The Google logo is seen at the Google headquarters in Mountain View, California. Photo: AFP/Kimihiro Hoshino
California took the fast lane to the future on Tuesday when Governor Jerry Brown signed a law that lets self-driving cars onto public roads.
Brown rode to the signing ceremony at Google headquarters in the passenger seat of a vehicle that steered itself, a Prius modified by Google. Google co-founder Sergey Brin and State Senator Alex Padilla, who sponsored the bill, were along for the ride. An engineer for the technology company, Chris Urmson, sat in the driver's seat, but the car drove itself.
"We're looking at science fiction becoming tomorrow's reality," Brown said just before signing the bill.
Google has been working on self-driving technology since 2010, including testing a fleet of self-driving cars along California roadways.
Google's driverless cars rely on video cameras, radar sensors, lasers and a database of information collected from manually driven cars to help navigation, according to the company.
The new law goes into effect next year and establishes safety and performance regulations for testing driverless cars, provided an operator is ready to take control if necessary.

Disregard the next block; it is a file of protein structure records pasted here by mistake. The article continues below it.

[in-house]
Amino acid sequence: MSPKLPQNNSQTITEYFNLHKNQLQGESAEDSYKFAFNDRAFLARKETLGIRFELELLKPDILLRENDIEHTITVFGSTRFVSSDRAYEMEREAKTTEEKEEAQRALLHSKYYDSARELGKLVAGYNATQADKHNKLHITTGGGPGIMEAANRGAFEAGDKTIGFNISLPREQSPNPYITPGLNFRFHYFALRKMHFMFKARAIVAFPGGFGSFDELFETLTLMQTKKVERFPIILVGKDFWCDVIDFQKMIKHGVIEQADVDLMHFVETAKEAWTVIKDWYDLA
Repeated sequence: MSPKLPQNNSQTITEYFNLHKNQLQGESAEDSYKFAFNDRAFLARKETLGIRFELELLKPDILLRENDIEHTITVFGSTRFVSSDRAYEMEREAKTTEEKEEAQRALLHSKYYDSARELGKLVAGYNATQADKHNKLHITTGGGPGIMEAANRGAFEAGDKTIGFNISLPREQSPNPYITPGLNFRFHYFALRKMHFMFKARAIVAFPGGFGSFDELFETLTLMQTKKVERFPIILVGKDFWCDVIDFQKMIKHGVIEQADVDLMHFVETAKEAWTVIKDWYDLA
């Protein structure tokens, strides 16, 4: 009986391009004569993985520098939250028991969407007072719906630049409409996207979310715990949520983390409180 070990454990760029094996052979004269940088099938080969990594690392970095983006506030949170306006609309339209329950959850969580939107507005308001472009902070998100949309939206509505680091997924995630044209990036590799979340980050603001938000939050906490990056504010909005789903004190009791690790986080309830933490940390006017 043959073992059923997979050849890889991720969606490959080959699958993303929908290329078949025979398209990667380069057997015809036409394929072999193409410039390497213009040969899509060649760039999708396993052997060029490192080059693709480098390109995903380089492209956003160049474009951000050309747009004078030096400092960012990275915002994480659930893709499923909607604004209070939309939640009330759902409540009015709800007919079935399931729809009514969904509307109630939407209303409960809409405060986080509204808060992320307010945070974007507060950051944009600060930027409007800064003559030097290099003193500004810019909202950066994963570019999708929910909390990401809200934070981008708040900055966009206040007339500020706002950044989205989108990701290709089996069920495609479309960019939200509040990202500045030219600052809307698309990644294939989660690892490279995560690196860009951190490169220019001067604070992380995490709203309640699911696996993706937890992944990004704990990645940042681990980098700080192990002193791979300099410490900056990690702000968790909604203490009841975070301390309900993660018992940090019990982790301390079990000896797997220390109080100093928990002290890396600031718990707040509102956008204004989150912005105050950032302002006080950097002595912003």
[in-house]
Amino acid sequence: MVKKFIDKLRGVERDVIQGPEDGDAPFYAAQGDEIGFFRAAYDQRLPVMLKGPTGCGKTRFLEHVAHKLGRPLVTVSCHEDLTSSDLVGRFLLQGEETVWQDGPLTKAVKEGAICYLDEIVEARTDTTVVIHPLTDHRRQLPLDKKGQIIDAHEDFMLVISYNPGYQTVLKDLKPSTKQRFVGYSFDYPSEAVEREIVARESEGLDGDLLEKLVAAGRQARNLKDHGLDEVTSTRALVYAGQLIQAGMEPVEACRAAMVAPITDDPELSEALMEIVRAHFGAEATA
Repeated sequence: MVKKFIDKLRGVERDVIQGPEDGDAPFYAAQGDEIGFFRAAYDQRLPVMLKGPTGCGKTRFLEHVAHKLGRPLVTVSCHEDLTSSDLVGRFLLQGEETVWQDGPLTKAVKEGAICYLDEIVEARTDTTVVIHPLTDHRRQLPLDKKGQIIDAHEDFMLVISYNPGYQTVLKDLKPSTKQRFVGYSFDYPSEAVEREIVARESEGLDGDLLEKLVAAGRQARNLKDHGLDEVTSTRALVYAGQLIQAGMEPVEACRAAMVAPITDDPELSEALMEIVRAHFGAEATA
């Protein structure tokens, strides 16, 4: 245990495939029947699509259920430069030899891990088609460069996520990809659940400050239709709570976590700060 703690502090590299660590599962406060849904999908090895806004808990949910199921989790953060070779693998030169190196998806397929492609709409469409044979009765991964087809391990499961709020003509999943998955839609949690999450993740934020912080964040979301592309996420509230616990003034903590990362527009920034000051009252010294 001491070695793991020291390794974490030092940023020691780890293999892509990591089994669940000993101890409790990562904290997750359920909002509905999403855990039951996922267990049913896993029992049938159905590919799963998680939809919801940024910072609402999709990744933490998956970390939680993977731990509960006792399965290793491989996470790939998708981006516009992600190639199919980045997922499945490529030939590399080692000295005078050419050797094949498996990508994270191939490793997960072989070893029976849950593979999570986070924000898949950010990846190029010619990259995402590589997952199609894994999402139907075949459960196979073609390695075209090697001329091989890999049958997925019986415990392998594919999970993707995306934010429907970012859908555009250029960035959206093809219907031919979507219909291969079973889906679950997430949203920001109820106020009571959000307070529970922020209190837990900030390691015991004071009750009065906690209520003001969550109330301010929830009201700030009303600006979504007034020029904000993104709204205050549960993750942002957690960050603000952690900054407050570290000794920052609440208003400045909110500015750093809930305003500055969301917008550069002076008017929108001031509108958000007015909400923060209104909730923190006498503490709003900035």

However, it will likely take years before a fully self-driving autonomous vehicle hits the road, industry official say.
"I think the self-driving car can really dramatically improve the quality of life," said Brin, who pointed to uses ranging from aiding the blind, ferrying revellers who drank too much, to simply making better use of commuting time.
He added that by driving closer together more safely than human-driven cars, self-driven cars might cut congestion.
But Google has no plans to build its own driverless cars.
"We have had great conversations with a variety of automakers," he said. "Anything we do is going to be in partnership with the industry."
The technology has been in the works since the 1950s, when General Motors showed off "dream cars" with features such as autopilot. Recently, car makers have started incorporating into today's models some elements based on the innovations in those early vehicles, including adaptive cruise control or traffic-jam technologies that can slow the car automatically.
Carmakers developing autonomous technologies include BMW, Ford Motor, General Motors, Honda Motor, Hyundai Motor, Mercedes, Nissan Motor, Toyota Motor, Volkswagen and Volvo, as well as suppliers, technology companies and universities.
Chip company Intel created a $100 million fund in February to invest in future auto technology.
Nevada and Florida have already passed laws allowing self-driving cars.